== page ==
I ha' seen him cow a thousand men
On the hills o' Gallilee,
They whined as he walked out calm between,
Wi' his eyes like the gray o' the sea.

Like the sea that brooks no voyaging
With the winds unleashed and free,
Like the sea that he cowed at Genseret
Wi' twey words spoke suddenly.

On the fly-leaf of a book of Italian translations Ezra Pound wrote:

The reader must bear in mind that these poems were written one by one.
It is impossible to read the book "straight through" with any pleasure.
It is unfair to Guido to attempt it. The poem of the close school is a
subject for meditation. It is best to read one at a time. Four or five together
are all that should ever be tried.

The same counsel goes for those who take up the collected works of Ezra Pound. These are not in the same class with reading matter farmers buy from mail-order houses to while away long winter nights and the rainy season. A piece like this keeps its music through more than a hundred readings:

Beautiful, infinite memories
That are a-plucking at my heart,
Why will you be ever calling and a-calling,
And a-murmuring in the dark there?
And a-reaching out your long hands
Between me and my beloved?

And why will you be ever a-casting
The black shadows of your beauty
On the white face of my beloved,
And a-glinting in the pools of her eyes?

His way of working, his art and craftsmanship, is more conscious and deliberate, more clear-cut in purpose and design, than might be thought from first glance at the careless surface of one of his free-running poems. While he is an ignorant barbarian on the sources of his inspiration and the power by which he works out his inward flashes, once the urge and blaze is on him he works by rules, measurements, formulæ and data as strict and definite as any worker who uses exact science, and employs fractions of inches, and drills in steel by thousandths of millimeters. These two sentences may offer clues to the intuitions that guide him:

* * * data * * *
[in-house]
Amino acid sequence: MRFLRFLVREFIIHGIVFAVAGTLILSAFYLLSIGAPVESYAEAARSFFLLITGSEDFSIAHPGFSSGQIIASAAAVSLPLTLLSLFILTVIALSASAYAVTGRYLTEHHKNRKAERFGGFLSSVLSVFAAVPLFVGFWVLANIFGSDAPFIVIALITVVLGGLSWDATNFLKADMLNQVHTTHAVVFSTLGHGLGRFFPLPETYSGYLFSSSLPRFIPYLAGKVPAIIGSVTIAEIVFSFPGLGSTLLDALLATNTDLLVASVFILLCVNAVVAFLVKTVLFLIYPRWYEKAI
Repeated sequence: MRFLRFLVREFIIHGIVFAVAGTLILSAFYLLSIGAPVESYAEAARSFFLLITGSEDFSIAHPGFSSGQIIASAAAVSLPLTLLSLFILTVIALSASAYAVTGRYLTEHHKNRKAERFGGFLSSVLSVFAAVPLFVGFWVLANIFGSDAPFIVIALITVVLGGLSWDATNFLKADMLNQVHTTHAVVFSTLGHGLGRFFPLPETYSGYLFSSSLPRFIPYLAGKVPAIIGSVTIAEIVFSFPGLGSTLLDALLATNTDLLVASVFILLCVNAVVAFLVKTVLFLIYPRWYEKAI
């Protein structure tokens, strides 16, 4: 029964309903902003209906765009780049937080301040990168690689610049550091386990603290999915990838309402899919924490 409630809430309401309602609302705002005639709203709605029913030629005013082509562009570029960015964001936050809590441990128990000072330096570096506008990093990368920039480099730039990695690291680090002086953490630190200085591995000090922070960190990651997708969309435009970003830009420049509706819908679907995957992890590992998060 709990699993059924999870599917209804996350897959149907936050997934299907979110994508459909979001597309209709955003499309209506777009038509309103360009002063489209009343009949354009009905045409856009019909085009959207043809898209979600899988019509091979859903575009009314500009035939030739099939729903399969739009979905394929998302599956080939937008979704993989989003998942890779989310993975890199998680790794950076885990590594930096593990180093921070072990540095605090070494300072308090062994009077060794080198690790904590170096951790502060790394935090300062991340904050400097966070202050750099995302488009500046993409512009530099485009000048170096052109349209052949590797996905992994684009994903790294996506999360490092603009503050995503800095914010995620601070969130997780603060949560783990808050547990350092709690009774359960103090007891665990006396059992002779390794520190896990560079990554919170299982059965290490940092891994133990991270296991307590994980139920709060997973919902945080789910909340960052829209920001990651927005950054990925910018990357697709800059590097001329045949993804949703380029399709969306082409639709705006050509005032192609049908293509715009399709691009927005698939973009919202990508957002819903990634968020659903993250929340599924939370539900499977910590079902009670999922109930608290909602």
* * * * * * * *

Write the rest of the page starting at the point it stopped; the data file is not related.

Poetry is a sort of inspired mathematics, which gives us equations, not for abstract figures, triangles, spheres and the like, but equations for the human emotions. If one have a mind which inclines to magic rather than science, one will prefer to speak of these equations as spells or incantations; it sounds more arcane, mysterious, recondite.

Since he wrote the foregoing in The Spirit of Romance some years ago, he has been joined with the Imagists and from them passed on to the Vorticists. Wyndham Lewis in Blast starts with the Red Indian, and then cites Poe, Whistler, Henry James, and Walt Whitman, ending with Ezra Pound as the high points of American art. These are Lewis' notes on Pound: